The king, who was at this time absent from Copenhagen, was however no stranger to the disgrace of this imprudent and noisy Wittenberg doctor.
Christian had gone into the Netherlands, to meet his brother-in-law Charles the Fifth, for the purpose of treating with him of important matters. He easily changed his mind, as passionate men generally do; and amidst the splendor of the imperial court, he yielded to the influence of the new atmosphere which surrounded him. He wished the emperor to concede to him, as king of Denmark, the right of conferring the duchy of Holstein as a fief. The court-bishops, on their side, implored Charles to make the expulsion of the Lutheran doctors the price of this favor.
Christian, aware of all that he had to fear from the Pope, from Sweden, and even from a great number of the Danes, was anxious to conciliate the emperor that he might be able to face all his enemies. He therefore complied with the requirements of Charles. Carlstadt, as we have seen, was sent away from Denmark, and Reinhard never returned.
For the reformation of Denmark Danes were required. Soon after the departure of Carlstadt, Tausen requested permission to teach at the university of Copenhagen, and he did actually lecture there on theology. But no man could then carry a bright lamp without attempts being made to extinguish it. The teaching of the son of the peasant of Fionia aroused opposition; the professor was recalled by his prior, and remained for two years in his convent. Time was thus given him in his retirement to meditate; and while he was strengthening himself in the faith, great events were about to prepare the way for the Reformation.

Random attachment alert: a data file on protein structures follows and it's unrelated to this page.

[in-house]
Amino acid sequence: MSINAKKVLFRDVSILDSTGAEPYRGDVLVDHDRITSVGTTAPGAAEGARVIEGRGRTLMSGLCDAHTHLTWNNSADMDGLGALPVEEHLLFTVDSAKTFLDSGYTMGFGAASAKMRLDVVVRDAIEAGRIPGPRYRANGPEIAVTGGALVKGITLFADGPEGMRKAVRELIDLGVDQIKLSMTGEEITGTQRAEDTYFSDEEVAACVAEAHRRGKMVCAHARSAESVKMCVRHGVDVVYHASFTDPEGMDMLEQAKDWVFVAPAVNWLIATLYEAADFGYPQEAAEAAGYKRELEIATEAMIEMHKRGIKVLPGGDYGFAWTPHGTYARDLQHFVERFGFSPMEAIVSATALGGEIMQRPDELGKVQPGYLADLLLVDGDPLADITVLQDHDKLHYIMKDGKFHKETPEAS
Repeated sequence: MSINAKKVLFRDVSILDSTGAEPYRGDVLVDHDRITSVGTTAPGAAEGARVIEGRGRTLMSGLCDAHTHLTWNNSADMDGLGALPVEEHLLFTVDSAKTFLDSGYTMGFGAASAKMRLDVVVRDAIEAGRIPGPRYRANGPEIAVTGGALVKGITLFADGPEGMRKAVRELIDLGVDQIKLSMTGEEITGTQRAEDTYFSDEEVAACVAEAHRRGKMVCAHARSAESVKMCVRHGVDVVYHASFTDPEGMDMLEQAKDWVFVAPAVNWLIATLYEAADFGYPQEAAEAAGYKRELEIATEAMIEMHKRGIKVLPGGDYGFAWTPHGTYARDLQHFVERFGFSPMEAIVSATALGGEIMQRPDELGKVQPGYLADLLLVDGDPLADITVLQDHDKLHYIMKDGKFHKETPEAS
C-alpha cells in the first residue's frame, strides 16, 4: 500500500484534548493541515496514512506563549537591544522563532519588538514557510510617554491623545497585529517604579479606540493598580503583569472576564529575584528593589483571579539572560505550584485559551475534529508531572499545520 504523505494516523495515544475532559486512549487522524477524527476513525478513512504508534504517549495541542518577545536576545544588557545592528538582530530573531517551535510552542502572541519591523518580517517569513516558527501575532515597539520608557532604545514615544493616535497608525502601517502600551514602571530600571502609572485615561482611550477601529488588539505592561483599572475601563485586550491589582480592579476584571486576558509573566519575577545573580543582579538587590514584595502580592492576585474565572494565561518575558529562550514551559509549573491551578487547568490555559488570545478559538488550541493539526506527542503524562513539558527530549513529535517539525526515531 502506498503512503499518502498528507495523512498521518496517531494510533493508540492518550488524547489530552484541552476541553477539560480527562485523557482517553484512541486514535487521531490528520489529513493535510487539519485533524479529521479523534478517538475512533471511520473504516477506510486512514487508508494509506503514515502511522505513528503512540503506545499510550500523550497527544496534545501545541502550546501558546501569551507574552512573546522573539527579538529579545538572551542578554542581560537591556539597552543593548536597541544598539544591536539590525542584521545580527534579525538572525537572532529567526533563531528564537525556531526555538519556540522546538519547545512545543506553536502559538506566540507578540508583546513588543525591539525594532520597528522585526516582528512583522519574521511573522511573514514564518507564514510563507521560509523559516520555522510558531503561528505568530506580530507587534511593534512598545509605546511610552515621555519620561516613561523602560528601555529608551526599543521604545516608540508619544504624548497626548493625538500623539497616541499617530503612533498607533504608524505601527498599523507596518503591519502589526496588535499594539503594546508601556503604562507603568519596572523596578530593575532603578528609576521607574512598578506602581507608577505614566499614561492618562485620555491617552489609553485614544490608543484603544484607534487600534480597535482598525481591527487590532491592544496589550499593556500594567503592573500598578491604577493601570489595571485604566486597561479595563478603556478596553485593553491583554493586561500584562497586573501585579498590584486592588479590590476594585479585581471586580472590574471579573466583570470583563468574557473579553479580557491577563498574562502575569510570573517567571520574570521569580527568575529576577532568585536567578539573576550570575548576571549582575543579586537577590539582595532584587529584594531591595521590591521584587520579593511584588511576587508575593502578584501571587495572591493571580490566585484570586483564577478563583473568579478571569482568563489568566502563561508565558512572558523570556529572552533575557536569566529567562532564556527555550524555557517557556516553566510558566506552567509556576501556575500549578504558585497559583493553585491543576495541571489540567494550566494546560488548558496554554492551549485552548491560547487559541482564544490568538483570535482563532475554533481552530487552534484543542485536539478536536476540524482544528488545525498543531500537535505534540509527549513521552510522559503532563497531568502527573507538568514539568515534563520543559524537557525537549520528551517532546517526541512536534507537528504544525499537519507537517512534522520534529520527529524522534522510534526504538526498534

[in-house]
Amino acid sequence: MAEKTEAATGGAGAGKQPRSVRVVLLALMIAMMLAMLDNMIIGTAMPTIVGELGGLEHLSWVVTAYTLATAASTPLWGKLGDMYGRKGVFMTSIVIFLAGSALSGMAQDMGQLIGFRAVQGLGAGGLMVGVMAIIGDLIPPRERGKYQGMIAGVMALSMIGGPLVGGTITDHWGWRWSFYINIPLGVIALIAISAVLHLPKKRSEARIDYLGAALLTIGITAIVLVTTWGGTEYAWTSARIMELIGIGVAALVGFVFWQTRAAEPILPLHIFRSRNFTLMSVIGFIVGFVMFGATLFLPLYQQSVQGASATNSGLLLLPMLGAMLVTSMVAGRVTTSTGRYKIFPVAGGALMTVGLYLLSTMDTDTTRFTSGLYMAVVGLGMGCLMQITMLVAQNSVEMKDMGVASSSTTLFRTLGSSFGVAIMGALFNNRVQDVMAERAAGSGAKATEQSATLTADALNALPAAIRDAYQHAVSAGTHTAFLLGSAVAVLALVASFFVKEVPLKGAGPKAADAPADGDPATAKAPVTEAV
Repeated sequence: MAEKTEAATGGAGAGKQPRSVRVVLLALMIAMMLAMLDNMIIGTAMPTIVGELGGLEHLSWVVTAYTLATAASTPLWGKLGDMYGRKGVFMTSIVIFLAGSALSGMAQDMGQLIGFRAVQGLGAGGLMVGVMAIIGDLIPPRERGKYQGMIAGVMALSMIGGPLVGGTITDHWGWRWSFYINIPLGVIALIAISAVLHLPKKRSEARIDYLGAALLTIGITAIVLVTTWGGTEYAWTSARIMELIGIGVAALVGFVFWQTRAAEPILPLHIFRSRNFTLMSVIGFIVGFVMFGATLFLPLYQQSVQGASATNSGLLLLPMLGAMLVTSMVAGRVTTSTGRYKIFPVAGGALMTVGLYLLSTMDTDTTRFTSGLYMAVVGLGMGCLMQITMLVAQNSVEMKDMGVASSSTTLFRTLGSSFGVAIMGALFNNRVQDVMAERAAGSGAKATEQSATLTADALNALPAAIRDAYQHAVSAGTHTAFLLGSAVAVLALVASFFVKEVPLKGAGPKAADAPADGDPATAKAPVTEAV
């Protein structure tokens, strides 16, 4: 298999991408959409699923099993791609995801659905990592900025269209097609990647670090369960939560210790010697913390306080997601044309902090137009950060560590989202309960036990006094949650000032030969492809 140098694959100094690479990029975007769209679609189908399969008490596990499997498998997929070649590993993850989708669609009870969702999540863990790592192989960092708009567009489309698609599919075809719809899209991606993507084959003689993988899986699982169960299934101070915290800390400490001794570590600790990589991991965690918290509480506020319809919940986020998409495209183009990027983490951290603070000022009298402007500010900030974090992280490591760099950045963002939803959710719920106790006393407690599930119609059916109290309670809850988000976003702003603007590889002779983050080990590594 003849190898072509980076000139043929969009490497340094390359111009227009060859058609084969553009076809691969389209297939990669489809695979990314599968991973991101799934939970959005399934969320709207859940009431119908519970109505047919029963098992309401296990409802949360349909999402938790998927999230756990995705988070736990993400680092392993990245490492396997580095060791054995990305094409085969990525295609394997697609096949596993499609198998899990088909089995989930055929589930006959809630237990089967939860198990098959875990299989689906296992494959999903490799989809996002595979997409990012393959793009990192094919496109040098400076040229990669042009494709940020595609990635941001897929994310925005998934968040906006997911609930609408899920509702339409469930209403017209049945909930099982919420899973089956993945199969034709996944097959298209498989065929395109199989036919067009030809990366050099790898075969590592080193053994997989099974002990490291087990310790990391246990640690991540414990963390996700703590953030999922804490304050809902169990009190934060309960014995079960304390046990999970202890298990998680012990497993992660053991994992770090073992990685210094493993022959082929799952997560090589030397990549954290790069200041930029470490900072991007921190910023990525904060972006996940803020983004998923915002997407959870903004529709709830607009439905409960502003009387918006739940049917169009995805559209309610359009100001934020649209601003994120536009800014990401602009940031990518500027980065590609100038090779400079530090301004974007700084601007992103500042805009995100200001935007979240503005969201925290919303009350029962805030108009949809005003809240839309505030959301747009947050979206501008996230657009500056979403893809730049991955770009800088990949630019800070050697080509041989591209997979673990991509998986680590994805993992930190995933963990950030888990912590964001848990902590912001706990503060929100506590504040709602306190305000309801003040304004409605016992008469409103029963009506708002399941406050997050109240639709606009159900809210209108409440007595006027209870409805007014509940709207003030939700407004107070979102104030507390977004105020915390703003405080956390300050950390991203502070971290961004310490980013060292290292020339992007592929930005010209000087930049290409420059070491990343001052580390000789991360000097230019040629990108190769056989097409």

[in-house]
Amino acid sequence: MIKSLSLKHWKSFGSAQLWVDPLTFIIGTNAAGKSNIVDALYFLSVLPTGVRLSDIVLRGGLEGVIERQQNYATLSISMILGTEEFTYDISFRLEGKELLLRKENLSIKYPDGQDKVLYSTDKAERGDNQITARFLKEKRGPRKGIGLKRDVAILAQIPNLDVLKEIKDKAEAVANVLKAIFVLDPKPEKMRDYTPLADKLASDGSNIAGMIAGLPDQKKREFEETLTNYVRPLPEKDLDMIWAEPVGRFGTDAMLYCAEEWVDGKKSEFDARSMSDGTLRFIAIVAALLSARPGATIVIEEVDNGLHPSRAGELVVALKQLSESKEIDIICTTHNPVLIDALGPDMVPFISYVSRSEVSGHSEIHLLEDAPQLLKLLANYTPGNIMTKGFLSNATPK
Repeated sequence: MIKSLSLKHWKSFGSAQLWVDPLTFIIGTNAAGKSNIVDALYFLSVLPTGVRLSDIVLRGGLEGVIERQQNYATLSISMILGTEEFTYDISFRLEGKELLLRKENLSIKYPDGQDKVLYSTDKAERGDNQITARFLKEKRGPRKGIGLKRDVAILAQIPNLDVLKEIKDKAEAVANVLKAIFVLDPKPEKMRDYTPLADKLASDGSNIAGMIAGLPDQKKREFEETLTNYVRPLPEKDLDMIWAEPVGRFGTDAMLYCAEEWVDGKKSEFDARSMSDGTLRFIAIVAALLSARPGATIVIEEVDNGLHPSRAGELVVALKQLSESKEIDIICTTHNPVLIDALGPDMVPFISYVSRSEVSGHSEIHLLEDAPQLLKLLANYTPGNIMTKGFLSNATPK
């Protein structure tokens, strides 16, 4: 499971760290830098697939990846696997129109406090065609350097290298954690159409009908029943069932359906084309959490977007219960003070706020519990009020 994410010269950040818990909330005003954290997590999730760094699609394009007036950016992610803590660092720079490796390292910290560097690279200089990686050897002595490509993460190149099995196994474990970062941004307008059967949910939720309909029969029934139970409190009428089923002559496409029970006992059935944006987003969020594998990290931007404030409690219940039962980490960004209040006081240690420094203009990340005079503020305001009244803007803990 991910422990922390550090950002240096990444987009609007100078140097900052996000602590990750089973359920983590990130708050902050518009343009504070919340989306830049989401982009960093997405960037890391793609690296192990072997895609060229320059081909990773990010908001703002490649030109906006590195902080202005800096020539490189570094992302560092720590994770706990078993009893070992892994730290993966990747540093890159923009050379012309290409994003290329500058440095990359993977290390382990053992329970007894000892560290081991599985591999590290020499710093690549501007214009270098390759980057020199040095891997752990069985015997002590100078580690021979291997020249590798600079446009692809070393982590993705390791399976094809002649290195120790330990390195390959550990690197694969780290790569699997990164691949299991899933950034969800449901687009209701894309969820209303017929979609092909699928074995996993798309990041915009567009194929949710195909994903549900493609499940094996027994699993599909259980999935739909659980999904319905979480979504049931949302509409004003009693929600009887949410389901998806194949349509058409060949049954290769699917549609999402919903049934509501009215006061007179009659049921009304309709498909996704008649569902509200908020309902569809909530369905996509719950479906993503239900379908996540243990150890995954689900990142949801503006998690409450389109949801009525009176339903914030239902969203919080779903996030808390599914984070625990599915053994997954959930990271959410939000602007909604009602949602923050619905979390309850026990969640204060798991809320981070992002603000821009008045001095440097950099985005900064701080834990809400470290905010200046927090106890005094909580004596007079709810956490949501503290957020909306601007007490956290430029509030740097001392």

The concessions which Christian made to the enemies of the evangelical doctrines did not bring him any advantage. A violent storm at once broke out on all sides against the prince and threatened to overthrow him.
Sweden revolted against him. Duke Frederick, his uncle, angry that his nephew wanted to make Holstein a fief of Denmark, entered into an alliance with the powerful city of Lubeck to fight against him. The prelates, also, and the nobles of Denmark, seeing that Christian was bent upon ruining them, formed a resolution to get rid of him. The blind docility with which Christian followed the counsels of Sigbrit provoked the grandees of the kingdom. Nothing was done except by the advice of this woman of very low origin. The king conferred benefits only on her favorites; and even political negotiations were discussed in her presence and left in her hands. The pride, the tyranny, and the passions of this old sorceress — for such was she called — excited the indignation of all classes of society. The people themselves were hostile to her, and many among the middle classes were on her account hostile to the king.